An update from Tamale
We are excited to share some results of the first year and information on current activities taking place in agricultural communities in northern Ghana. When Rob last wrote, the 2009 agricultural season was starting and IPA was getting ready to support farmers by offering rainfall insurance and grants of capital. During that season, 260 farmers were offered free rainfall insurance, and take up was 100%. 235 farmers received grants that were delivered to them throughout the farming season (and based on their own personal planting schedule) to assist with agricultural investments. Other farmers received free insurance plus capital injections.
Some preliminary results from the February 2010 follow-up survey indicate that farmers who received both insurance and capital spent 47% more on fertilizer. They also cultivated 23% more land and they increased the proportion of hired labor. Having both capital and insurance has impacted the farmers’ expenditures and savings as well. These individuals were 23% more likely to have electricity in the house than the control group, and 9% more likely to have a formal savings account.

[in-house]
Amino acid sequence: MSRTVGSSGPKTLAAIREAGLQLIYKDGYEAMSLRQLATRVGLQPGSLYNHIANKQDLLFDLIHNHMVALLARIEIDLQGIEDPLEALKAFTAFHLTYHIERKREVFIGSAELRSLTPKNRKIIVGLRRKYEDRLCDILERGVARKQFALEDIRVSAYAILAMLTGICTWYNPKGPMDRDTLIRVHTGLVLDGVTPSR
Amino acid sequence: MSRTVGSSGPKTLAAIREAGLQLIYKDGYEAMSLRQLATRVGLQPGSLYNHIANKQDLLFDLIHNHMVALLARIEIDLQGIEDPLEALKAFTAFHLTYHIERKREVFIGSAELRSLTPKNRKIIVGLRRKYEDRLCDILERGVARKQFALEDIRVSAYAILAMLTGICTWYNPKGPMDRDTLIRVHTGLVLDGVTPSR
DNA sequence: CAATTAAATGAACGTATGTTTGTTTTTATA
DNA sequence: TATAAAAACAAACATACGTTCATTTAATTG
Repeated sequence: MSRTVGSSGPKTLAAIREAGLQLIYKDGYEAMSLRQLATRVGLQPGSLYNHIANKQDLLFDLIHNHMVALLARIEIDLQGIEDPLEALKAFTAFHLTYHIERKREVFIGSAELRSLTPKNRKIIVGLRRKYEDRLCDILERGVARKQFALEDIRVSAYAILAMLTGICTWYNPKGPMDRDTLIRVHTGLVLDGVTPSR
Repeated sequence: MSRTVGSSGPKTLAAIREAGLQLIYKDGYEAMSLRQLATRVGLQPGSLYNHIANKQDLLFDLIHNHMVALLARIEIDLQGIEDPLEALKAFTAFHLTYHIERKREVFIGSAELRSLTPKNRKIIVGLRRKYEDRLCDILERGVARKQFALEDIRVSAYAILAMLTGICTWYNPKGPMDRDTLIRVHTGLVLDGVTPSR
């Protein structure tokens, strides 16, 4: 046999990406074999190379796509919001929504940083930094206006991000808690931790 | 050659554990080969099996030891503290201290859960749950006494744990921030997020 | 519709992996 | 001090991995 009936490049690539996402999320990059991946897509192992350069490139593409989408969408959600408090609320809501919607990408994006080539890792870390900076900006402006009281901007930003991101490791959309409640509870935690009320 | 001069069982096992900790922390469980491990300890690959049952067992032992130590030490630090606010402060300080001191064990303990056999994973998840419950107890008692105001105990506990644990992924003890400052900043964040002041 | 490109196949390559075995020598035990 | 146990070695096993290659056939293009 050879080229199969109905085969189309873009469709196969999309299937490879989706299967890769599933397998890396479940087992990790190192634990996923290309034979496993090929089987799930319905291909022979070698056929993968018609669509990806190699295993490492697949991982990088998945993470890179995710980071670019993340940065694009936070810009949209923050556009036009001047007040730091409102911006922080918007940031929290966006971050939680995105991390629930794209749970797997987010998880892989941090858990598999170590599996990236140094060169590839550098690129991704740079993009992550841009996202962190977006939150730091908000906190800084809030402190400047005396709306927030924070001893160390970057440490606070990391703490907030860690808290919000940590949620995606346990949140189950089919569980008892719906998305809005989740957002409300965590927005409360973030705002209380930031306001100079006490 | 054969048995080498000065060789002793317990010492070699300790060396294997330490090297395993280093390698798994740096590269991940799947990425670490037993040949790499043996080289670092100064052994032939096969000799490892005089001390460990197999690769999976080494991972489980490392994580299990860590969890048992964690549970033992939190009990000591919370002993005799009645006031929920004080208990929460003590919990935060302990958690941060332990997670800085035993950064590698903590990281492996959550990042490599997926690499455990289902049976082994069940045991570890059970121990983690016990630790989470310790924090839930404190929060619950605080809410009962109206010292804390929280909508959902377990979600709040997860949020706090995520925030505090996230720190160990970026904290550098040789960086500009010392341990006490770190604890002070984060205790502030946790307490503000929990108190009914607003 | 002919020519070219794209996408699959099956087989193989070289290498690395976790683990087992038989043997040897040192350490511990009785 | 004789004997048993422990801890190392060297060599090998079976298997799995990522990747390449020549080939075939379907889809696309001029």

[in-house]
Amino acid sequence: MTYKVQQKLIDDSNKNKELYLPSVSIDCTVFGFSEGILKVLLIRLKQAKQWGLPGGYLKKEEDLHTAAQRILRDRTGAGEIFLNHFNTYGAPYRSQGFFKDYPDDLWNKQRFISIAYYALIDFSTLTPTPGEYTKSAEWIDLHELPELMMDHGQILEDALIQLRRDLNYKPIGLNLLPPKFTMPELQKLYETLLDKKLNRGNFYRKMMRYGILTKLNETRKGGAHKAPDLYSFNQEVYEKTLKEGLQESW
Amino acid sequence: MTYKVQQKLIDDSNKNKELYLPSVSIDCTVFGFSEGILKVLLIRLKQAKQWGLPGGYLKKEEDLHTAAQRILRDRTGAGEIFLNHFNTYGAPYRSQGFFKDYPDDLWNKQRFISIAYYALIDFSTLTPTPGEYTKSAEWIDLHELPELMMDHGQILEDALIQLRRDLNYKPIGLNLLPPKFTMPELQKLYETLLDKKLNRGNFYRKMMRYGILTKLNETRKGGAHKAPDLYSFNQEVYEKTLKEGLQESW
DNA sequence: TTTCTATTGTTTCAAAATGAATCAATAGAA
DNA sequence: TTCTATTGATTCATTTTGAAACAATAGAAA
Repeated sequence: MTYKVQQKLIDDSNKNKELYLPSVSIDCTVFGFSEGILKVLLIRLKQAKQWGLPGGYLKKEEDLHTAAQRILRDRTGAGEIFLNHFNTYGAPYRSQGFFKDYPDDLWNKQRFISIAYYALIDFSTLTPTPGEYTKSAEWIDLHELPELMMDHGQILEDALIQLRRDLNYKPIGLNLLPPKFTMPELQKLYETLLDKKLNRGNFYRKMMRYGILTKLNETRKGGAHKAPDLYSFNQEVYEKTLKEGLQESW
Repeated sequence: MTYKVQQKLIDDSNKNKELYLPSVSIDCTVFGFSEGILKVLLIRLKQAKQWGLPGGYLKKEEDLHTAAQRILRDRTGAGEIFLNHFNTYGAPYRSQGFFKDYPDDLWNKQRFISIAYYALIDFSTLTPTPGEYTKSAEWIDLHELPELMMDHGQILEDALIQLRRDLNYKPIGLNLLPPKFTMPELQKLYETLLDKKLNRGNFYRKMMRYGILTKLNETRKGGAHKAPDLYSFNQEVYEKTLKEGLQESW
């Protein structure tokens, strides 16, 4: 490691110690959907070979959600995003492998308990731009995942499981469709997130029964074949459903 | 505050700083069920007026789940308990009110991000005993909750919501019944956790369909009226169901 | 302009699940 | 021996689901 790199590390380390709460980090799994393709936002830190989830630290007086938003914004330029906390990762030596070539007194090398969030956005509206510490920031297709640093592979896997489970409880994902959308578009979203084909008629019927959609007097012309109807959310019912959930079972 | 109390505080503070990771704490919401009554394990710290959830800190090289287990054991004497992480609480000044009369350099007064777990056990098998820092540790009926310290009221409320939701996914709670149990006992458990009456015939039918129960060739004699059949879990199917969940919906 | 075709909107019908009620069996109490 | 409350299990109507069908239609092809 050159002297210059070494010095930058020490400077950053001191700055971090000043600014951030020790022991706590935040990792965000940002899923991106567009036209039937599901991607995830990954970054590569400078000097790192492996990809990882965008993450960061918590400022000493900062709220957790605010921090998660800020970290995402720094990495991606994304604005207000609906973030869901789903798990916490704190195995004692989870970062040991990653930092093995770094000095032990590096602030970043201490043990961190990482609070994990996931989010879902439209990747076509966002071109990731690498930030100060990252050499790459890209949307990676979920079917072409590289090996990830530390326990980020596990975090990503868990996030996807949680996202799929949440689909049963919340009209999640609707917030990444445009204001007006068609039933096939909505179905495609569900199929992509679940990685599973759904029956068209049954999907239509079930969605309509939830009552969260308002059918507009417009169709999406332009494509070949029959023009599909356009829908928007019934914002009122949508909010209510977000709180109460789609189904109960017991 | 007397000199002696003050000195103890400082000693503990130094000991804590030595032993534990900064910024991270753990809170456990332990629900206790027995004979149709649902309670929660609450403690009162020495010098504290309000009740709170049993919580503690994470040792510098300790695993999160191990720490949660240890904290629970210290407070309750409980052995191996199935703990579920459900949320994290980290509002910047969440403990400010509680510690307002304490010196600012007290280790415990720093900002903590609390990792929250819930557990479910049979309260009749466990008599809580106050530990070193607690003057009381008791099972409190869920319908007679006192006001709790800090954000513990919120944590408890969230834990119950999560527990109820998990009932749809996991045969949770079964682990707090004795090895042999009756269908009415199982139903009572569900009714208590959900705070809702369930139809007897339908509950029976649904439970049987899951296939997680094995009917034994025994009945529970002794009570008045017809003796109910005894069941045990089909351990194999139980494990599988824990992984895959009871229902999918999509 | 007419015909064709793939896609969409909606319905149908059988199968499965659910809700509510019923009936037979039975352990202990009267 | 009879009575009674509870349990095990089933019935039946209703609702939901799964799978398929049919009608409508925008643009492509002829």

The farmers who received rainfall insurance spent 11% more on fertilizer, and they cultivated 26.5% more land. Furthermore, farmers who received insurance missed fewer meals and sent their children to school more frequently.
During the most recent agricultural season, 729 farmers were offered rainfall insurance and, again, take-up was quite high at all insurance rates offered. 363 farmers received capital injections of GHC 350.00 each.
Under the rainfall insurance policy, one out of the five rainfall stations (Pong Tamale Rainfall Station) attracted a payout. The rainfall station recorded eight consecutive wet days from the 7th to the 14th of August 2010, so all farmers insured under this station will receive a payout of GHC 20.00 per acre. There are 125 farmers who had insured their farmlands under the Pong Tamale Rainfall Station, for a total of 785 acres insured.
Currently, we are conducting a series of focus groups to learn more about what specific technologies are the most useful for farmers and what barriers they face to adopting them. Our efforts to form partnerships with local insurance companies for eventual distribution and scaling of the insurance product continue, and we remain optimistic about the impact of rainfall insurance on farmers in the region.